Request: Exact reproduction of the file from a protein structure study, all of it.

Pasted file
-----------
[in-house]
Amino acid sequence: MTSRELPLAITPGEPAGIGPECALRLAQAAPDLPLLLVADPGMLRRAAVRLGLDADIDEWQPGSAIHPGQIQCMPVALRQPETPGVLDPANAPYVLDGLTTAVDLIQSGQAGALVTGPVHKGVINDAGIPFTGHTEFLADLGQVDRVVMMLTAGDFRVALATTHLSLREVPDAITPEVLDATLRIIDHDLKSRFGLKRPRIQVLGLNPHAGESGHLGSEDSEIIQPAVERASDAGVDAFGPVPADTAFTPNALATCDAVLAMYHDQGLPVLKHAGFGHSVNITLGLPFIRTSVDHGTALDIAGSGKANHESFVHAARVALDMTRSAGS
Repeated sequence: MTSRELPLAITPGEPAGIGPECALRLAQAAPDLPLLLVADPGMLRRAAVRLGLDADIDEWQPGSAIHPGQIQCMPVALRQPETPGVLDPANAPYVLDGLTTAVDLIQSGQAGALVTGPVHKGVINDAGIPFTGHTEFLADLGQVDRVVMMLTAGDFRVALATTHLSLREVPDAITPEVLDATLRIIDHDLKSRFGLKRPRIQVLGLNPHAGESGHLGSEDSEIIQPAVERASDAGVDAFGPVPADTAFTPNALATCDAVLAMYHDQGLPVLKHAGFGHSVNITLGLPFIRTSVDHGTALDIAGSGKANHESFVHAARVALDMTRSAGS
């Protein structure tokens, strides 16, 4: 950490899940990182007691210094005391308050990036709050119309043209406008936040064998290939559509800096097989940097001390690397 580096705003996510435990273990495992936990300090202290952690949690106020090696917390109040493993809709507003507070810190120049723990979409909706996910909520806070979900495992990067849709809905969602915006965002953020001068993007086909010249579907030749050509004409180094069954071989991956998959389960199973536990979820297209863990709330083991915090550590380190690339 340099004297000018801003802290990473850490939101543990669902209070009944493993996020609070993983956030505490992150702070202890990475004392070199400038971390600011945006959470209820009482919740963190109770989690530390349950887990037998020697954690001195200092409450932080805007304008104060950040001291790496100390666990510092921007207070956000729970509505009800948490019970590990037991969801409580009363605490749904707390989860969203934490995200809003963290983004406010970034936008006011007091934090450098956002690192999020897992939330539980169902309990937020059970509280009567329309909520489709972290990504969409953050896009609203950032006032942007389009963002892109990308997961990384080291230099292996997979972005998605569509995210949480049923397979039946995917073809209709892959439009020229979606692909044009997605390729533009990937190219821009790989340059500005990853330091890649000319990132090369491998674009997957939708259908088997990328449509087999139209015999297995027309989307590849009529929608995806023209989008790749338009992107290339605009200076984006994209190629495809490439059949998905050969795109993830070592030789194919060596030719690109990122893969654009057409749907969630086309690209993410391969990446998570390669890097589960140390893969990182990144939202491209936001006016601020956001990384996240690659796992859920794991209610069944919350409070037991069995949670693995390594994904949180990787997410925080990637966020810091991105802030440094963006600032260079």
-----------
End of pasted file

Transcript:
[in-house]
Amino acid sequence: MTSRELPLAITPGEPAGIGPECALRLAQAAPDLPLLLVADPGMLRRAAVRLGLDADIDEWQPGSAIHPGQIQCMPVALRQPETPGVLDPANAPYVLDGLTTAVDLIQSGQAGALVTGPVHKGVINDAGIPFTGHTEFLADLGQVDRVVMMLTAGDFRVALATTHLSLREVPDAITPEVLDATLRIIDHDLKSRFGLKRPRIQVLGLNPHAGESGHLGSEDSEIIQPAVERASDAGVDAFGPVPADTAFTPNALATCDAVLAMYHDQGLPVLKHAGFGHSVNITLGLPFIRTSVDHGTALDIAGSGKANHESFVHAARVALDMTRSAGS
Repeated sequence: MTSRELPLAITPGEPAGIGPECALRLAQAAPDLPLLLVADPGMLRRAAVRLGLDADIDEWQPGSAIHPGQIQCMPVALRQPETPGVLDPANAPYVLDGLTTAVDLIQSGQAGALVTGPVHKGVINDAGIPFTGHTEFLADLGQVDRVVMMLTAGDFRVALATTHLSLREVPDAITPEVLDATLRIIDHDLKSRFGLKRPRIQVLGLNPHAGESGHLGSEDSEIIQPAVERASDAGVDAFGPVPADTAFTPNALATCDAVLAMYHDQGLPVLKHAGFGHSVNITLGLPFIRTSVDHGTALDIAGSGKANHESFVHAARVALDMTRSAGS
């Protein structure tokens, strides 16, 4: 950490899940990182007691210094005391308050990036709050119309043209406008936040064998290939559509800096097989940097001390690397 580096705003996510435990273990495992936990300090202290952690949690106020090696917390109040493993809709507003507070810190120049723990979409909706996910909520806070979900495992990067849709809905969602915006965002953020001068993007086909010249579907030749050509004409180094069954071989991956998959389960199973536990979820297209863990709330083991915090550590380190690339 340099004297000018801003802290990473850490939101543990669902209070009944493993996020609070993983956030505490992150702070202890990475004392070199400038971390600011945006959470209820009482919740963190109770989690530390349950887990037998020697954690001195200092409450932080805007304008104060950040001291790496100390666990510092921007207070956000729970509505009800948490019970590990037991969801409580009363605490749904707390989860969203934490995200809003963290983004406010970034936008006011007091934090450098956002690192999020897992939330539980169902309990937020059970509280009567329309909520489709972290990504969409953050896009609203950032006032942007389009963002892109990308997961990384080291230099292996997979972005998605569509995210949480049923397979039946995917073809209709892959439009020229979606692909044009997605390729533009990937190219821009790989340059500005990853330091890649000319990132090369491998674009997957939708259908088997990328449509087999139209015999297995027309989307590849009529929608995806023209989008790749338009992107290339605009200076984006994209190629495809490439059949998905050969795109993830070592030789194919060596030719690109990122893969654009057409749907969630086309690209993410391969990446998570390669890097589960140390893969990182990144939202491209936001006016601020956001990384996240690659796992859920794991209610069944919350409070037991069995949670693995390594994904949180990787997410925080990637966020810091991105802030440094963006600032260079």